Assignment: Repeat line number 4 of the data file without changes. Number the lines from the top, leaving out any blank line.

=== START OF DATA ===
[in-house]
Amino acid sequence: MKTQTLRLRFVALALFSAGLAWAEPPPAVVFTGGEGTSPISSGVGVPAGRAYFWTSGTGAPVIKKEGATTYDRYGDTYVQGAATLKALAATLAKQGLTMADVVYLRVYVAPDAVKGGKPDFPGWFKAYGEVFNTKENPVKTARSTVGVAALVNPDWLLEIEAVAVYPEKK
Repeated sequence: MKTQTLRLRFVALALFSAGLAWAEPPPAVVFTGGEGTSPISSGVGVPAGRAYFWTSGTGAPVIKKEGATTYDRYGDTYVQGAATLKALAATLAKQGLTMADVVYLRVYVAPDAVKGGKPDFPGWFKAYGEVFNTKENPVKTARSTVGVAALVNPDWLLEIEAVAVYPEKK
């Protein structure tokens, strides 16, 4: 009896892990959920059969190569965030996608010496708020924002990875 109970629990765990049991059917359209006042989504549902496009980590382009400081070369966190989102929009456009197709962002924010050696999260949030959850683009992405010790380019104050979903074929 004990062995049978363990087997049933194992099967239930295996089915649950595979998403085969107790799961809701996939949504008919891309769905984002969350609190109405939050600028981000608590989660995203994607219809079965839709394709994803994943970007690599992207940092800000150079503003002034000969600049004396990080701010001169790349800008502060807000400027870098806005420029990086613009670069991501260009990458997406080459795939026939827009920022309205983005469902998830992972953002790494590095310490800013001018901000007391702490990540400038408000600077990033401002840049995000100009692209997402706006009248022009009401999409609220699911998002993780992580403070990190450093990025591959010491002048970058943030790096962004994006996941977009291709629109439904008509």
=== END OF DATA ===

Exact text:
């Protein structure tokens, strides 16, 4: 009896892990959920059969190569965030996608010496708020924002990875 109970629990765990049991059917359209006042989504549902496009980590382009400081070369966190989102929009456009197709962002924010050696999260949030959850683009992405010790380019104050979903074929 004990062995049978363990087997049933194992099967239930295996089915649950595979998403085969107790799961809701996939949504008919891309769905984002969350609190109405939050600028981000608590989660995203994607219809079965839709394709994803994943970007690599992207940092800000150079503003002034000969600049004396990080701010001169790349800008502060807000400027870098806005420029990086613009670069991501260009990458997406080459795939026939827009920022309205983005469902998830992972953002790494590095310490800013001018901000007391702490990540400038408000600077990033401002840049995000100009692209997402706006009248022009009401999409609220699911998002993780992580403070990190450093990025591959010491002048970058943030790096962004994006996941977009291709629109439904008509």